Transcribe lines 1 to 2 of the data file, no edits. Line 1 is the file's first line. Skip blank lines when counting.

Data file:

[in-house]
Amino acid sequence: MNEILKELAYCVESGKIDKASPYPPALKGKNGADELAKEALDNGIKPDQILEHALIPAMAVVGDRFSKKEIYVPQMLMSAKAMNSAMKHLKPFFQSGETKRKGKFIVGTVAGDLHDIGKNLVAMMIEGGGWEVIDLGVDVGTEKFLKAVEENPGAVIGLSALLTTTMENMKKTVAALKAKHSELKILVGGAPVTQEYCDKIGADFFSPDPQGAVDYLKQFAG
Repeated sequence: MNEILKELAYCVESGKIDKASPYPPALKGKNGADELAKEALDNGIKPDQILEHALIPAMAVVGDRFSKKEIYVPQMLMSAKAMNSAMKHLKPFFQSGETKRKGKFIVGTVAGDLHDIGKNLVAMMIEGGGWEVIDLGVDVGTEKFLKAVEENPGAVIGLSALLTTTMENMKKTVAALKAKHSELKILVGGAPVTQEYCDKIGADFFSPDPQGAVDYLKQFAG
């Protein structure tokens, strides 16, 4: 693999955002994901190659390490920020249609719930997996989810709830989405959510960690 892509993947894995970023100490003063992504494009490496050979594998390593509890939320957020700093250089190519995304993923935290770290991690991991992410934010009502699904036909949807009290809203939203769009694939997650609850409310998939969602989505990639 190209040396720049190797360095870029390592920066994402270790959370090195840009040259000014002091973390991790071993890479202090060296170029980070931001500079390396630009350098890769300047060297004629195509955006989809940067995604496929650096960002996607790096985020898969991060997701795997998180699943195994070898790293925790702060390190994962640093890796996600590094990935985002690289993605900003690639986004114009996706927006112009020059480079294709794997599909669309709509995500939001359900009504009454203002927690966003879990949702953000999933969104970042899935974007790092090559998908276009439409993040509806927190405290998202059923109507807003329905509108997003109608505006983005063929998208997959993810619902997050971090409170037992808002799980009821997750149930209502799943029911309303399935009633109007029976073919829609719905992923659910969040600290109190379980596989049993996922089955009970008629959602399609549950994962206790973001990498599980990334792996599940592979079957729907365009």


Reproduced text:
[in-house]
Amino acid sequence: MNEILKELAYCVESGKIDKASPYPPALKGKNGADELAKEALDNGIKPDQILEHALIPAMAVVGDRFSKKEIYVPQMLMSAKAMNSAMKHLKPFFQSGETKRKGKFIVGTVAGDLHDIGKNLVAMMIEGGGWEVIDLGVDVGTEKFLKAVEENPGAVIGLSALLTTTMENMKKTVAALKAKHSELKILVGGAPVTQEYCDKIGADFFSPDPQGAVDYLKQFAG